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Remember Me, Green Zone
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I'm not saying it's impossible for the surprise ending of Remember Me to work (not to worry; no spoilers here); however, it needs to be attached to a project a lot more distinguished than the one on display here. But because the bulk of Remember Me is clumsy, mawkish and marked by some truly heinous dialogue, the conclusion proves to be staggering in its tastelessness, and one gets the impression that scripter Will Fetters came up with this "gotcha!" moment first and then banged out enough drivel leading up to it in order to have a completed screenplay to shop around. Twilight's Robert Pattinson maintains his gloomy 'tude here as well: He's cast as Tyler Hawkins, who loves his precocious little sister (bright Ruby Jerins), runs afoul of his distant dad (Pierce Brosnan), and still misses the older brother who committed suicide six years earlier. Through labored screenwriting, Tyler meets and falls for Ally Craig (Emilie de Ravin), who's also been touched by a death in her immediate family. Most of Remember Me is banal and insipid, conditions brought on as much by director Allen Coulter's inability to stage a scene as by Fetters' cringe-worthy lines. Pattinson and de Ravin are earnest but never quite connect as screen lovers, while Tate Ellington's character of Aidan Hall, Tyler's roomie and best bud, is the most obnoxious sidekick/comic relief seen in many a new moon: The character's description of his penchant for bedding women of all nationalities -- "I've planted my flag in every country!" -- is particularly gag-inducing. Nothing, however, is more retch-worthy than that ill-conceived climax, which will strike the easily manipulated as deep but will cause most discerning viewers to recognize it for a cheap trick that should come with some sort of trigger warning before it unfolds.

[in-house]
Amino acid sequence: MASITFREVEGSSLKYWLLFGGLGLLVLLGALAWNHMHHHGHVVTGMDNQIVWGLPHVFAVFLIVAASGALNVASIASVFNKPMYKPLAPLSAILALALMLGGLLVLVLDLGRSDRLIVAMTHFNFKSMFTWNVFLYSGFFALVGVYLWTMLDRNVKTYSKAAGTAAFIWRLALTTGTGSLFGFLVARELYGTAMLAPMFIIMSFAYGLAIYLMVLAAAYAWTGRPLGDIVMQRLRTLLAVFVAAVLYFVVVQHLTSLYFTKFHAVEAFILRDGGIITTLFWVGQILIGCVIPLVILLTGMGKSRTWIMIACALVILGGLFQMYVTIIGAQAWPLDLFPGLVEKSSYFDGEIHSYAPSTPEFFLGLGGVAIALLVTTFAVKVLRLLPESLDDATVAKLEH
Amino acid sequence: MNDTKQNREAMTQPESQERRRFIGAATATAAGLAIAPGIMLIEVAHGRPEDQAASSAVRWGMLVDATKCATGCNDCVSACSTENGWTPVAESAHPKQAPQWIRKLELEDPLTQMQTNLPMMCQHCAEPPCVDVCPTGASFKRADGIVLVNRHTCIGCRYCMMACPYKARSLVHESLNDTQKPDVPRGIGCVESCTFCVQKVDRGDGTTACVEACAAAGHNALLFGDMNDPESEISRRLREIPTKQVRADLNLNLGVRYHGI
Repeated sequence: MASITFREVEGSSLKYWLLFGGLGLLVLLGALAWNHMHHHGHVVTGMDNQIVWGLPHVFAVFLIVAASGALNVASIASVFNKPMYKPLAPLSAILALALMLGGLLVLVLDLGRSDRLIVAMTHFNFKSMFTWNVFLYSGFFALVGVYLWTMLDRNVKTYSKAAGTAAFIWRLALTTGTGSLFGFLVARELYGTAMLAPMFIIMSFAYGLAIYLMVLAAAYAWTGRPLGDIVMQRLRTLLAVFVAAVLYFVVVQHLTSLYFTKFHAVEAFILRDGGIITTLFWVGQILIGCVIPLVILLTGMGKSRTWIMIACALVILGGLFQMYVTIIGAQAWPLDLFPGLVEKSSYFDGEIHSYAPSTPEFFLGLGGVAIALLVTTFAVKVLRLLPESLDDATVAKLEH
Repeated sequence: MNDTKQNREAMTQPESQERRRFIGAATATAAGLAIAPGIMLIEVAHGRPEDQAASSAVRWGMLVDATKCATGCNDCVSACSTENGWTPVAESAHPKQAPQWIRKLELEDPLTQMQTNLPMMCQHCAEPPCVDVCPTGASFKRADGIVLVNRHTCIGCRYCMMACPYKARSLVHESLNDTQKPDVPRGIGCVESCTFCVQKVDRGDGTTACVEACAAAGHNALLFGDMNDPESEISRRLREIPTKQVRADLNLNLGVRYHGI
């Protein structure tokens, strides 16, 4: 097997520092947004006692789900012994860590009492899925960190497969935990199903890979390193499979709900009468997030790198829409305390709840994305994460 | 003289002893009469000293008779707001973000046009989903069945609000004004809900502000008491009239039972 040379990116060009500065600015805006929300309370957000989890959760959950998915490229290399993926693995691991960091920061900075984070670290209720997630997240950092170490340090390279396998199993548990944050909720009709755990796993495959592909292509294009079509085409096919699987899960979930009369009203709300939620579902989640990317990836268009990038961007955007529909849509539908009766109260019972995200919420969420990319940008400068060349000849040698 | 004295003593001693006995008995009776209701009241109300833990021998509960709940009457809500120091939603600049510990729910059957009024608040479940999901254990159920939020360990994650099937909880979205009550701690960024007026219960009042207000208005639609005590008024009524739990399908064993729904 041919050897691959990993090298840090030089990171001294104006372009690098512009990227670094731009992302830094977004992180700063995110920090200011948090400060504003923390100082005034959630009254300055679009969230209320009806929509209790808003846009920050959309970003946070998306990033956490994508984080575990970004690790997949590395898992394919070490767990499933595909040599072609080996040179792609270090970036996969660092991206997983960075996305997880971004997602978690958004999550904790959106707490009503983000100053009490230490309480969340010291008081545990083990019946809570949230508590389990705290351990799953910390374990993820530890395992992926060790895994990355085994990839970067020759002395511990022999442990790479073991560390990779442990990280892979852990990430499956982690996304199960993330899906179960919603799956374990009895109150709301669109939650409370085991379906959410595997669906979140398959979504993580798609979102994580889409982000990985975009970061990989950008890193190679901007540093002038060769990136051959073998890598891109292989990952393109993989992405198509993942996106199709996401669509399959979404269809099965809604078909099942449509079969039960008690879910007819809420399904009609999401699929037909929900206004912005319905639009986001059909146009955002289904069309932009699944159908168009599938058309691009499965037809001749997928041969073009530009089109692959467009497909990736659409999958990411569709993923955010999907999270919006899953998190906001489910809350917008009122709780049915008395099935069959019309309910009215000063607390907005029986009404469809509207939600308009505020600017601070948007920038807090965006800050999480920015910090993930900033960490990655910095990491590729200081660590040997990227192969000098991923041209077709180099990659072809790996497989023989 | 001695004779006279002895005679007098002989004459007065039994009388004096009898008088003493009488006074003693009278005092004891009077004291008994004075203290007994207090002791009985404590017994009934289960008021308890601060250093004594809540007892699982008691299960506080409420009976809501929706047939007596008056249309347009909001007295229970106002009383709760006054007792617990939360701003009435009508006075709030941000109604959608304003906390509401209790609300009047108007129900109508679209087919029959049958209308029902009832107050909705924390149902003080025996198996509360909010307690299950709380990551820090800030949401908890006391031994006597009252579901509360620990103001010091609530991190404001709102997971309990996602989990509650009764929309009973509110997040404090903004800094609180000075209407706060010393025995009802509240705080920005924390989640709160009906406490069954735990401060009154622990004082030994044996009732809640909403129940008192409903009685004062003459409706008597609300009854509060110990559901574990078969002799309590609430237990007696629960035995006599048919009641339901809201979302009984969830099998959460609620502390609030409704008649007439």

The popular notion that goldfish only have a memory span of roughly three seconds has long been denounced by many as a myth, but that length of time sounds about right for the significant portion of the American population that hides under the bed fretting over fictional "death panels." To these folks, I present Green Zone, which comes across like a Young Readers version of the superb Iraq War documentary No End In Sight. Unfortunately, these folks are unlikely to expose themselves to anything that doesn't get the Glenn Beck Seal of Approval, meaning that we're left with yet another product that will only preach to the choir. But there's nothing here that will surprise anyone who's been paying the least bit of attention. Set in 2003, this stars Matt Damon as conscientious Chief Warrant Officer Roy Miller, who eventually realizes that there are no WMDs in Iraq -- that the whole war is based on a lie -- and does his best to expose the truth. Damon's intensity and Brian Helgeland's incident-packed script compensate for Paul Greengrass' panicky direction -- the action-packed final half-hour is especially messy, with no clarity of character or situation -- but the whole enterprise is rather simplistic in its moralizing. Green Zone basically plays like Iraq War for Dummies.